National Voter Registration Day: 5 Simple Things Everyone Under 30 Needs to Know About Voting

Here are the 5 things every millennial should know about voting in the upcoming 2012 election:

1) You can probably vote by mail. In 30 states, any person can vote by mail. If you’re at school, every state in the country allows you to vote by mail in your hometown.


(Image credit: Katy Peters, TurboVote)

2) You can claim residency at your college address. Don’t care about what’s going on back home? Starting to care about local issues in your college town? Register at school. You have the right to do this, even if you’re a freshman.

3) Deadlines are sooner than you think. The earliest registration deadline is Nevada’s, on October 6. Many more states follow in quick succession. If you aren’t registered or need to re-register, DO. IT. NOW.  

If you absolutely insist on procrastinating, mark September 25th on your calendar, it’s National Voter Registration Day and as a good a time as any to finally get those forms in.

4) You may need an ID or proof of residency. Make sure you look up the right information with you, as this varies a lot by state. Especially if you live in a state with same day registration, you often need to bring proof of residency (such as a piece of mail addressed to you) to the polls if you want to register on Election Day.

5) Your vote counts no matter who you support or where you live. Who you voted for is a secret, but whether or not you voted is public information. Politicians all pay close attention to who is on the list of voters - called the “voter file” - and which elections they’re voting in. Voting not only gives you the right to complain, it makes it more likely that politicians will listen when you do.

Editors Note: Try out this new widget from our friends at TurboVote. Feel free to let us know what you think!


How much do you trust the information in this article?

Sam Novey

Little brother. Civics nerd. Organizer. Burgerman.

MORE FROM

Anthony Scaramucci acknowledges “colorful language” after ‘New Yorker’ published his wild rant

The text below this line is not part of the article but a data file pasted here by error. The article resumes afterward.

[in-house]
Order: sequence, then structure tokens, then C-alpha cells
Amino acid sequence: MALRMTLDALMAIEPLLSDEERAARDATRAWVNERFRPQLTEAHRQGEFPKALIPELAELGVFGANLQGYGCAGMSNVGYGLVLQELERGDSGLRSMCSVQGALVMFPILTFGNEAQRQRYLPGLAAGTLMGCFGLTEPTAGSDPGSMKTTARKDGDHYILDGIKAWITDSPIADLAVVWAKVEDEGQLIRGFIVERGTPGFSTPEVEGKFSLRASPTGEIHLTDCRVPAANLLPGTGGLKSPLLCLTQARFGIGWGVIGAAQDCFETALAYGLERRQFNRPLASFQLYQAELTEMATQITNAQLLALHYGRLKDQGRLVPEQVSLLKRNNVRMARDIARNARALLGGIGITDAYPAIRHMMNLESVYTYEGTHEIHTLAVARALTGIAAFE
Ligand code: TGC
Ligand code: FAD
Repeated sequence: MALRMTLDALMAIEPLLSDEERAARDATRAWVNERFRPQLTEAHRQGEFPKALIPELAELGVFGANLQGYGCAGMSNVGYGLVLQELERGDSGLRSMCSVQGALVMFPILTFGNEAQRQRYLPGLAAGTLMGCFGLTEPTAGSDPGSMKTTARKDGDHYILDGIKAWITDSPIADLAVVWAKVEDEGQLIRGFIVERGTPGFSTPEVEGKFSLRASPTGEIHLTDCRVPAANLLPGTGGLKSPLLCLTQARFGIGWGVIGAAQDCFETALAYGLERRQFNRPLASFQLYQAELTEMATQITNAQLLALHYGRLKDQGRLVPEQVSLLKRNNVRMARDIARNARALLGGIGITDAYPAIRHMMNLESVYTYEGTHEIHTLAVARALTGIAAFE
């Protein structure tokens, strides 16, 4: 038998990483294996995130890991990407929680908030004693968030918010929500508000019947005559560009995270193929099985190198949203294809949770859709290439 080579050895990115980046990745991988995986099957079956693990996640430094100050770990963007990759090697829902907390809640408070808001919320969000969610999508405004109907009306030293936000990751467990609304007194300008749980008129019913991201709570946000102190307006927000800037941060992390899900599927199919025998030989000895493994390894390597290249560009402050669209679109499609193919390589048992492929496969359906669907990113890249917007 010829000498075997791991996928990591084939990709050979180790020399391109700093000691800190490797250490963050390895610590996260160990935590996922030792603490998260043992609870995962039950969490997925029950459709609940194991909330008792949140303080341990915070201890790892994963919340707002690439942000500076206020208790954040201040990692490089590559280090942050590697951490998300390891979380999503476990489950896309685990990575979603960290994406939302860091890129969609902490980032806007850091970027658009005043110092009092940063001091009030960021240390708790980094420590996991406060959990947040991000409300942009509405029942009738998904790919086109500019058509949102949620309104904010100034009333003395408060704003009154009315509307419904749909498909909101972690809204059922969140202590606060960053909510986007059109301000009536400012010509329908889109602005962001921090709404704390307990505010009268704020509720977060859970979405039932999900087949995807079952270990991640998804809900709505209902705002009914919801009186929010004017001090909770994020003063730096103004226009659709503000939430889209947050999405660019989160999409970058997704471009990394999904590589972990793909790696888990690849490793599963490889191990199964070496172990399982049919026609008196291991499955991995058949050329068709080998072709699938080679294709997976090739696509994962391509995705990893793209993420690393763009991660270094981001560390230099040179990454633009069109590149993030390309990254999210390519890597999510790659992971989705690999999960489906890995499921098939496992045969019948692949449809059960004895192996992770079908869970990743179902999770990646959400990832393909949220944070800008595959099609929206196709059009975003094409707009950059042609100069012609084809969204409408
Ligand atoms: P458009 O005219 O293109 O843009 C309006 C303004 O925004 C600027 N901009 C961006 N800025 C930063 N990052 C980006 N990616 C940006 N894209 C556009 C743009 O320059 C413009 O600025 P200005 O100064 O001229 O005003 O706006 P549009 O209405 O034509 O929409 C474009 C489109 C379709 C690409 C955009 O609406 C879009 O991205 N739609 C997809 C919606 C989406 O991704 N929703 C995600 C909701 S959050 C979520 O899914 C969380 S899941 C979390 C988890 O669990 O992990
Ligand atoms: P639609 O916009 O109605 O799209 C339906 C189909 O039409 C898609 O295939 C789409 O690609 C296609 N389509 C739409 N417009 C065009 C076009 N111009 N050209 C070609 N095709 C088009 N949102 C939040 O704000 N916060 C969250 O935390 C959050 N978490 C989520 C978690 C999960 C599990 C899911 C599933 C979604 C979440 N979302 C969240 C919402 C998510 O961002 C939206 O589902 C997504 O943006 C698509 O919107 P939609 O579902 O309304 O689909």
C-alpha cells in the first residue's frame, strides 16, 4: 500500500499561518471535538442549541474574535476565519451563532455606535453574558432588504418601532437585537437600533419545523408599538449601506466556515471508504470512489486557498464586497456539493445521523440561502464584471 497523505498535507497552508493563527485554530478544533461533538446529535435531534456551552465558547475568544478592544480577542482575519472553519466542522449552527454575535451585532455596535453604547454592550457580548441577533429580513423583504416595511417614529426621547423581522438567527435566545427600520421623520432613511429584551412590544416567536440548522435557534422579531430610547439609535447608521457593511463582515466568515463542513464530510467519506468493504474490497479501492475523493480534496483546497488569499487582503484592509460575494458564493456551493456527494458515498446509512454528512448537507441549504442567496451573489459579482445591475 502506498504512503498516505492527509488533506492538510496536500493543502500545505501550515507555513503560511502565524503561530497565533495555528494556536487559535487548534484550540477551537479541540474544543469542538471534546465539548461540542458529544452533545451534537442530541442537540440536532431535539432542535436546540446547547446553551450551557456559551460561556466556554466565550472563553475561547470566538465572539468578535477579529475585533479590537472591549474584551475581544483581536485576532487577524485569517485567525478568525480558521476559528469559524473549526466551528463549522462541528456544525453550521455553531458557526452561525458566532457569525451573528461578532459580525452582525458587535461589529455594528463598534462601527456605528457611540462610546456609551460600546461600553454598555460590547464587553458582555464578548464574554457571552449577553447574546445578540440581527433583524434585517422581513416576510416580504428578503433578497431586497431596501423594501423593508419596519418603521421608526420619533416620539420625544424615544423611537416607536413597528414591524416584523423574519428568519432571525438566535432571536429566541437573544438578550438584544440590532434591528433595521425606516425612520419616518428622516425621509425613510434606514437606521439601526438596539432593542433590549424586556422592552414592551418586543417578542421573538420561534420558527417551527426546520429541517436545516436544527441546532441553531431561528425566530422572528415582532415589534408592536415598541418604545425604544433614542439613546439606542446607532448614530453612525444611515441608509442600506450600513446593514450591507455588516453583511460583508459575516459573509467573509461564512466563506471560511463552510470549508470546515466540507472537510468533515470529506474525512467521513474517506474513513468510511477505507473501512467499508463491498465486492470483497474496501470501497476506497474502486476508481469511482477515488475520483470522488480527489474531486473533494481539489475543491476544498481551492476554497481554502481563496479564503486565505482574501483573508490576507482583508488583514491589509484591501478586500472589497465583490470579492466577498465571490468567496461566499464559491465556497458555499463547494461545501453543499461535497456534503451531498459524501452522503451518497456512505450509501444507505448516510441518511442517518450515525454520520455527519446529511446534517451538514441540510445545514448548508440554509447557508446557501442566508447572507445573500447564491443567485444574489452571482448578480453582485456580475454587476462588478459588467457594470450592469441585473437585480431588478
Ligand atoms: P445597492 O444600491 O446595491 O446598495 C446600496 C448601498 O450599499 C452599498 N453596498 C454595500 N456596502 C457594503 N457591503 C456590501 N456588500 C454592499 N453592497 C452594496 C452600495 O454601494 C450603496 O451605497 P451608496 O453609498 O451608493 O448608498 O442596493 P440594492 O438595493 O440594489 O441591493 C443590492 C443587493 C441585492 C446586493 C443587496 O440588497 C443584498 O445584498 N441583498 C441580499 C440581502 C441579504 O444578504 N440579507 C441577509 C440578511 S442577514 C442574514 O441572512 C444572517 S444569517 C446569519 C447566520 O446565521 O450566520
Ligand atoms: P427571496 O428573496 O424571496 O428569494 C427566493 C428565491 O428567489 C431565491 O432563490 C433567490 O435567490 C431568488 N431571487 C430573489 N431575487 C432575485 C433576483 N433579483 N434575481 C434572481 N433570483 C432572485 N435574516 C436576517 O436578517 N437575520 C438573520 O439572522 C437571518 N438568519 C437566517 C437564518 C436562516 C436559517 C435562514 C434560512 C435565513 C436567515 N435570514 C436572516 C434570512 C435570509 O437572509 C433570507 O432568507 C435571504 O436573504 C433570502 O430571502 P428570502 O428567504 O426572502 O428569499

Scaramucci's "colorful language" revealed the high-stakes tension going on at the White House.

Lindsey Graham says he is creating legislation to block Trump from firing Mueller

Graham said earlier that ousting Mueller would mark the "beginning of the end of the Trump presidency."

Despite Trump, military leaders say there will be no changes to transgender policy for now

“In the meantime, we will continue to treat all of our personnel with respect."

Trump will visit Long Island to discuss gang violence — but some fear he could make the issue worse

Trump has celebrated mass deportations as fighting gang violence — but are his words helping or hurting?

Like his boss, Anthony Scaramucci seems to be a fan of disgraced football coach Joe Paterno

President Donald Trump also gave a shout-out to the late Penn State coach during the 2016 campaign.

‘Hot Mic’ podcast: Transgender ban, GOP healthcare struggling, video games relieve work stress

What you need to know for Thursday, July 27.

Anthony Scaramucci acknowledges “colorful language” after ‘New Yorker’ published his wild rant

Scaramucci's "colorful language" revealed the high-stakes tension going on at the White House.

Lindsey Graham says he is creating legislation to block Trump from firing Mueller

Graham said earlier that ousting Mueller would mark the "beginning of the end of the Trump presidency."

Despite Trump, military leaders say there will be no changes to transgender policy for now

“In the meantime, we will continue to treat all of our personnel with respect."

Trump will visit Long Island to discuss gang violence — but some fear he could make the issue worse

Trump has celebrated mass deportations as fighting gang violence — but are his words helping or hurting?

Like his boss, Anthony Scaramucci seems to be a fan of disgraced football coach Joe Paterno

President Donald Trump also gave a shout-out to the late Penn State coach during the 2016 campaign.

‘Hot Mic’ podcast: Transgender ban, GOP healthcare struggling, video games relieve work stress

What you need to know for Thursday, July 27.